In addition, it has been found that higher RN staffing levels are associated with better resident care quality in terms of fewer pressure ulcers; lower restraint use; decreased infections; lower pain; improved activities of daily living (ADLs) independence; less weight loss; less dehydration; less improper and overuse of antipsychotics; and lower mortality rates. The misuse of antipsychotics is a special concern since Massachusetts reports much higher percentages of residents on antipsychotics than many other states. MA had the 8th highest antipsychotic usage rate in the country as of Q2, 2019 (updated 1/24/20), according to the last reported statistics by the CMS Partnership to Improve Dementia Care.
HPRD Calculation: In March, 2020 at the beginning of the pandemic, the Centers for Medicare and Medicaid Services (CMS) issued a blanket waiver that allowed nurse aides to work for longer than four months without first completing 75 hours of training and without passing a competency test on topics such as infection control, residents’ rights, and basic nursing skills.
Then on April 8, 2021, CMS maintained the blanket waiver, said the four-month training period would begin when the waiver ends, and suggested “states consider allowing some of the time worked by the nurse aides during the pandemic to count towards the 75-hour training requirement”. This potential weakening of the 75-hour training requirement is concerning. It’s unknown how many nurse aides in training are working in MA nursing homes, how much training they have received and from whom, or which CNA tasks they are performing and how well.
In addition, federal regulations demand a higher proficiency than “nurse aides in training”. According to federal law, “…sufficient nursing personnel with the appropriate competencies and skills sets to provide nursing and related services must be maintained to assure safety and attain or maintain the highest practicable physical, mental, and psychosocial well-being of each resident, based on acuity, resident assessments, care plans, census and other relevant factors in accordance with the facility assessment…”
The pandemic has proven that well-trained staff are crucial for nursing home resident safety, and there’s no reason to assume work experience would equate to training. We fully support solely using nurses and CNAs in the HPRD calculation to keep federal training standards high.
Section 2 – Outbreak Response Plan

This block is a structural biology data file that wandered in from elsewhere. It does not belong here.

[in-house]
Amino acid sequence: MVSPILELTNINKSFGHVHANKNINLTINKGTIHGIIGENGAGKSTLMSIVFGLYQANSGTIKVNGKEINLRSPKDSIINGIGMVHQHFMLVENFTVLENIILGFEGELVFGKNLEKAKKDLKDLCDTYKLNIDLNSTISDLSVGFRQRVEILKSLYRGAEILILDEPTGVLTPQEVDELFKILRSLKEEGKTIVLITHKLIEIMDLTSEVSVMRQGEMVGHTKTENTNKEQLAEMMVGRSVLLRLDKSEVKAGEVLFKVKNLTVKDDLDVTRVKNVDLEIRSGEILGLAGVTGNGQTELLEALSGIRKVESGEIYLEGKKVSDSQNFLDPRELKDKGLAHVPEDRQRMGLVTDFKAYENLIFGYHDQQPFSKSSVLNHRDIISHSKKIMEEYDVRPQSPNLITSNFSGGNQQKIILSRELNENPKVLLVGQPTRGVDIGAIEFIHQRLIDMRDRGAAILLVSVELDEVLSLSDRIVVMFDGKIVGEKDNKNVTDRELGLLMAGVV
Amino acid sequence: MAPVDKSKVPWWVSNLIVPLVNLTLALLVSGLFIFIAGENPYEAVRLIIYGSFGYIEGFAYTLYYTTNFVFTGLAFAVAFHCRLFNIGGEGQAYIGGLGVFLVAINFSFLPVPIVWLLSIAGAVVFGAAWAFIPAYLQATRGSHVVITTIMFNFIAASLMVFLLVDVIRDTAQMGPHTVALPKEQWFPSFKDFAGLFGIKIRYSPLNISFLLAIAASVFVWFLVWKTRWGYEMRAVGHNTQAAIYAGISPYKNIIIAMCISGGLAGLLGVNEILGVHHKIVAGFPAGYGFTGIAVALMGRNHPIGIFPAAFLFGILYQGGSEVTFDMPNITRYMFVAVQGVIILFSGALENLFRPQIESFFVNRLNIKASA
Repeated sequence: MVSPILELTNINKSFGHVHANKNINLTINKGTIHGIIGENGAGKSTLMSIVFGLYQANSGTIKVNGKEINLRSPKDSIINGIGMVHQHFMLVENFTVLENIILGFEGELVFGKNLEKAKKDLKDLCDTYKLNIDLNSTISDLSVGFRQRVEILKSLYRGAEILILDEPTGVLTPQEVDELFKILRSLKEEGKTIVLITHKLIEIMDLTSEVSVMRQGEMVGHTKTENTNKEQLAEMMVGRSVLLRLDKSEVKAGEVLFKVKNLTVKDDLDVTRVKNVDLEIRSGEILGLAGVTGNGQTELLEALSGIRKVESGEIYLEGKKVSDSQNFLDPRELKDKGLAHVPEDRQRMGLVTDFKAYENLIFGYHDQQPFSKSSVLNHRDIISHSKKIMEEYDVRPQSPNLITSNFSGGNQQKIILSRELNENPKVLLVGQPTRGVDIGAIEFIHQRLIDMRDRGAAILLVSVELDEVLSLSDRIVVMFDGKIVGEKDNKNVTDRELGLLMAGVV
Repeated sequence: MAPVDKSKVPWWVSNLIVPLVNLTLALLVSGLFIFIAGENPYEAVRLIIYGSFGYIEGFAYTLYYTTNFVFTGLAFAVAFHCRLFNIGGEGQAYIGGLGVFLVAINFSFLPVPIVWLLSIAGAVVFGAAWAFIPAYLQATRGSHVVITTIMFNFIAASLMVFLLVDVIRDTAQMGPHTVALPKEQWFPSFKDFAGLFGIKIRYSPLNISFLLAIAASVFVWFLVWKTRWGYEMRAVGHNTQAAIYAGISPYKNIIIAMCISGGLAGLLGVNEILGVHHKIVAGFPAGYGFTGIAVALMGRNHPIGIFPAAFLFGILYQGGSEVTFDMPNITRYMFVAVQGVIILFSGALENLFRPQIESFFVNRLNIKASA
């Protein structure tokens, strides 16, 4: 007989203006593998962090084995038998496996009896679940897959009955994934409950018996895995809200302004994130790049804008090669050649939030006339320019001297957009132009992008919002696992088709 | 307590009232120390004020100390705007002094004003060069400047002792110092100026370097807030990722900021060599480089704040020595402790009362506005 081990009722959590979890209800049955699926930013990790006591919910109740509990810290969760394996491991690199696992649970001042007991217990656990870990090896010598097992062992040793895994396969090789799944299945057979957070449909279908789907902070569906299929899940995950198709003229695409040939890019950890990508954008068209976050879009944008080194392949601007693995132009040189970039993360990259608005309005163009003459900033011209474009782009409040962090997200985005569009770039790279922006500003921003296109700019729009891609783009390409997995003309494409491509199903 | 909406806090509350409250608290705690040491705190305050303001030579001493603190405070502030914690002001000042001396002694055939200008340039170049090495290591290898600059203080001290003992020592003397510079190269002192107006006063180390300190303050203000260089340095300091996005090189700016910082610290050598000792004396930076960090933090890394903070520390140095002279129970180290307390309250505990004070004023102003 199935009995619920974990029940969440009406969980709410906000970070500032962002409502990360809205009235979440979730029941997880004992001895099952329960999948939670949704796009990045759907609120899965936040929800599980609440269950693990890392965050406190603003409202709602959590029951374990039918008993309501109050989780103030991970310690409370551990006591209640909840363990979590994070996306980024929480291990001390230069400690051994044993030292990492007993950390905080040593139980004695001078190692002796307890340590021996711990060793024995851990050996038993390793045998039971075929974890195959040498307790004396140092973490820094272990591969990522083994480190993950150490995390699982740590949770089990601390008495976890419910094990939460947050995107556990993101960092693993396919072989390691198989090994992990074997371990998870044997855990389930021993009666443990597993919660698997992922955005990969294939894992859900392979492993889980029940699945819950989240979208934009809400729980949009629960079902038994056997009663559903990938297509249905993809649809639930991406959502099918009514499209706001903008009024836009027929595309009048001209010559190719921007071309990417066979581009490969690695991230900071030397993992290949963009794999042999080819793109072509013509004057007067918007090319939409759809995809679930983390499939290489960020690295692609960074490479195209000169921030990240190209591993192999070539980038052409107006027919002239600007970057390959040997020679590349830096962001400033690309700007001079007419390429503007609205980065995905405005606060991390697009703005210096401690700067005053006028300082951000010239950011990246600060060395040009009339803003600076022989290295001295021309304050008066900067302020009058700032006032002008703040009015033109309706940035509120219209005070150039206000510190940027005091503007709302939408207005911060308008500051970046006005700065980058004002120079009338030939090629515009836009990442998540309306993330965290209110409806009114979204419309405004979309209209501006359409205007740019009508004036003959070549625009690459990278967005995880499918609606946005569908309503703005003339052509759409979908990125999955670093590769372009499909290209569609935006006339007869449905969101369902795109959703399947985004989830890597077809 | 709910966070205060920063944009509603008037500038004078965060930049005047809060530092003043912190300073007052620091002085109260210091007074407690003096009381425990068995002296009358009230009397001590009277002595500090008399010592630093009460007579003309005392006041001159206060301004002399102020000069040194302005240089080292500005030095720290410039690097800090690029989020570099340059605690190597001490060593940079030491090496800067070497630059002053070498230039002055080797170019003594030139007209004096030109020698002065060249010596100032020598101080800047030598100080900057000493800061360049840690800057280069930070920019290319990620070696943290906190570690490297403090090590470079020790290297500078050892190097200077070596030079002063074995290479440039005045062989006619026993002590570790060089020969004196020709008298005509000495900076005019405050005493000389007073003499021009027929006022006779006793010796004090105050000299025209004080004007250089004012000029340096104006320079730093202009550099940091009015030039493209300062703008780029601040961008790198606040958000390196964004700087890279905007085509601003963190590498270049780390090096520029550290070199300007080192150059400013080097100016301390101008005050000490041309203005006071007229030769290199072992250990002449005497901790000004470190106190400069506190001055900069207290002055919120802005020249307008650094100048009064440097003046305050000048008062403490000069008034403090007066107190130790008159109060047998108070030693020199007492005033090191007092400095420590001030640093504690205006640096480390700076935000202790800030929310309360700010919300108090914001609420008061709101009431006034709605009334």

We strongly support the requirement for an “outbreak response plan” customized to each nursing home, updated annually, and submitted to the Department of Public Health (DPH). The plan would include, at a minimum, protocols for isolating and cohorting infected and at-risk residents, outbreak notification policies, testing protocols for staff and visitors, monitoring policies for residents and staff, and outbreak reporting policies to public health officials. The outbreak response plan must also include written policies to meet staffing, training, and facility demands during an infectious disease outbreak. To carry out the plan, the facility must either employ or contract a full- or part-time infection preventionist.
Nursing homes are required to have an emergency preparedness plan to protect nursing home residents during a natural disaster. An outbreak response plan is equally as important, and the following outcomes further support the need for a comprehensive and coordinated plan:
- On 5/20/20, the Government Accountability Office (GAO) published an analysis of the prevalence of infection prevention and control deficiencies in nursing homes prior to the pandemic. The GAO analysis of CMS data shows that infection prevention and control deficiencies were the most common type of deficiency cited in surveyed nursing homes, with most nursing homes having an infection prevention and control deficiency cited in one or more years from 2013 through 2017. About 64% of Massachusetts nursing homes had an infection prevention and control deficiency cited in one or more years during that 5-year period. Also, about 16% of Massachusetts nursing homes were cited in multiple consecutive years which is an indicator of persistent problems.
- On 11/5/20, DPH initiated temporary admissions freezes at nursing homes and rest homes to prevent and contain uncontrolled transmission of COVID-19. DPH monitors the following factors to determine which facilities pose the greatest risk in determining placement on the admissions freeze list: COVID-19 cases within the facility; staffing levels; failure to report a lack of adequate PPE, supplies, or staff; infection control survey results; and surveillance testing compliance. Currently, there are 14 facilities with temporary admissions freezes, but earlier this year as of 1/25/21, 56 facilities (15% of MA nursing homes) were required to halt admissions immediately. Admission freeze facilities may also be subject to financial penalties from MassHealth.
We submit the following recommendation: Regarding the part-time infection preventionist position, we recommend making this position full-time, as recommended by the CDC and the Association for Professionals in Infection Control and Epidemiology (APIC). The federal requirement that nursing homes have an infection preventionist in the facility at least on a part time basis was established in 2016 due to concerns about high rates of infections and deaths among nursing home residents. However, in July 2019, in response to nursing home industry lobbying efforts, CMS issued a proposed rule to roll back the infection preventionist standard from “part-time” to “sufficient” time. We strongly opposed the proposed rule because a facility’s determination of what is “sufficient” is a vague description open to interpretation and may be based on profit incentives, rather than resident safety. Also, enacting the full-time position in MA law effectively protects the role of infection preventionist from any changes that may happen on the federal level.